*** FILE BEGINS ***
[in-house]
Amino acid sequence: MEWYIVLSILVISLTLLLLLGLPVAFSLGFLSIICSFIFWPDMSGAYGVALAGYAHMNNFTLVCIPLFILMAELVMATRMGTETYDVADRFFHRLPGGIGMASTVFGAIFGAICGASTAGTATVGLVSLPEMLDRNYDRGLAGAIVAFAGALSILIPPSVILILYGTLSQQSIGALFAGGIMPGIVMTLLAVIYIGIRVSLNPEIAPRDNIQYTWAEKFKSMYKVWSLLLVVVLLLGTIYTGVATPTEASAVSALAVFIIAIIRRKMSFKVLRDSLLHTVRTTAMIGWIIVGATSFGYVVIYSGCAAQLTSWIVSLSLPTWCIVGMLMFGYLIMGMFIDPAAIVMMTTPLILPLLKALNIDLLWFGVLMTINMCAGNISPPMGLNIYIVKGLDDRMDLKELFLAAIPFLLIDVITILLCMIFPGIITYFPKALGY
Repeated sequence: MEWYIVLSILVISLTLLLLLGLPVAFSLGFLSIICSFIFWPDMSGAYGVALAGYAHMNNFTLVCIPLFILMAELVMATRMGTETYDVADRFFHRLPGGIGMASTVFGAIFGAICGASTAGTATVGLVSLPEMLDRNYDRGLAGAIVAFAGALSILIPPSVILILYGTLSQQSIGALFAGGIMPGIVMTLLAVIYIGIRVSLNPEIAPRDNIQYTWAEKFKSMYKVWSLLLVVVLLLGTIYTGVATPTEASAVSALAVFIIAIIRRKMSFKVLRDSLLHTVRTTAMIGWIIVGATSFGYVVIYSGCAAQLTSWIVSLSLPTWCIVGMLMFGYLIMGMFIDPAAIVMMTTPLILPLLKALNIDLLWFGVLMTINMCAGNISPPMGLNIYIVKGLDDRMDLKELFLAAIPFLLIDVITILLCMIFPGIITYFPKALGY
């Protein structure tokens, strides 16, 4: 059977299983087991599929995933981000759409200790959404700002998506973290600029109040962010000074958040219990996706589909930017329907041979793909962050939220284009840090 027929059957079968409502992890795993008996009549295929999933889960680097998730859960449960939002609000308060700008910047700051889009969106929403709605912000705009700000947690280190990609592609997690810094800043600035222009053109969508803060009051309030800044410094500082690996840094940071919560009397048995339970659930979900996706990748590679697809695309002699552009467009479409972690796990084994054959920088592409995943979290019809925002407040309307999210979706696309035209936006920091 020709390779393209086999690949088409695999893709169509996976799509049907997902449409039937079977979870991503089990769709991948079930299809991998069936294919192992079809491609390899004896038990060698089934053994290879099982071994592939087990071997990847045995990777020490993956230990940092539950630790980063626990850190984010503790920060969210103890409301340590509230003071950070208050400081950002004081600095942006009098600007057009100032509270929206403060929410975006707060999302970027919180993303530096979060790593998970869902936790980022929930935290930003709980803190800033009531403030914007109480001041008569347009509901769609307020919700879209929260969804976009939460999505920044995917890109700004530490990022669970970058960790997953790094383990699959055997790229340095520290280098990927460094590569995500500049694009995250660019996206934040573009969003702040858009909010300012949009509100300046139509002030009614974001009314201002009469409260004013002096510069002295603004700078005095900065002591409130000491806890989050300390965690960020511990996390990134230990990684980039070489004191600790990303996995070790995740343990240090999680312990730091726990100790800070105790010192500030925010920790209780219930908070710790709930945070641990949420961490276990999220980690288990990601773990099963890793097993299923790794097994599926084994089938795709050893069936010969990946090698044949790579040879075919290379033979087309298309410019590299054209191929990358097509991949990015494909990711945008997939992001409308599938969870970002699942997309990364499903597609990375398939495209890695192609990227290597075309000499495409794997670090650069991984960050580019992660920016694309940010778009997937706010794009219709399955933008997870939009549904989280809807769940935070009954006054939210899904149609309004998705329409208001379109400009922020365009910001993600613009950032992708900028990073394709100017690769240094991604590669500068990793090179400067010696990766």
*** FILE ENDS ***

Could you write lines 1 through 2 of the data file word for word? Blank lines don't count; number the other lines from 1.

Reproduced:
[in-house]
Amino acid sequence: MEWYIVLSILVISLTLLLLLGLPVAFSLGFLSIICSFIFWPDMSGAYGVALAGYAHMNNFTLVCIPLFILMAELVMATRMGTETYDVADRFFHRLPGGIGMASTVFGAIFGAICGASTAGTATVGLVSLPEMLDRNYDRGLAGAIVAFAGALSILIPPSVILILYGTLSQQSIGALFAGGIMPGIVMTLLAVIYIGIRVSLNPEIAPRDNIQYTWAEKFKSMYKVWSLLLVVVLLLGTIYTGVATPTEASAVSALAVFIIAIIRRKMSFKVLRDSLLHTVRTTAMIGWIIVGATSFGYVVIYSGCAAQLTSWIVSLSLPTWCIVGMLMFGYLIMGMFIDPAAIVMMTTPLILPLLKALNIDLLWFGVLMTINMCAGNISPPMGLNIYIVKGLDDRMDLKELFLAAIPFLLIDVITILLCMIFPGIITYFPKALGY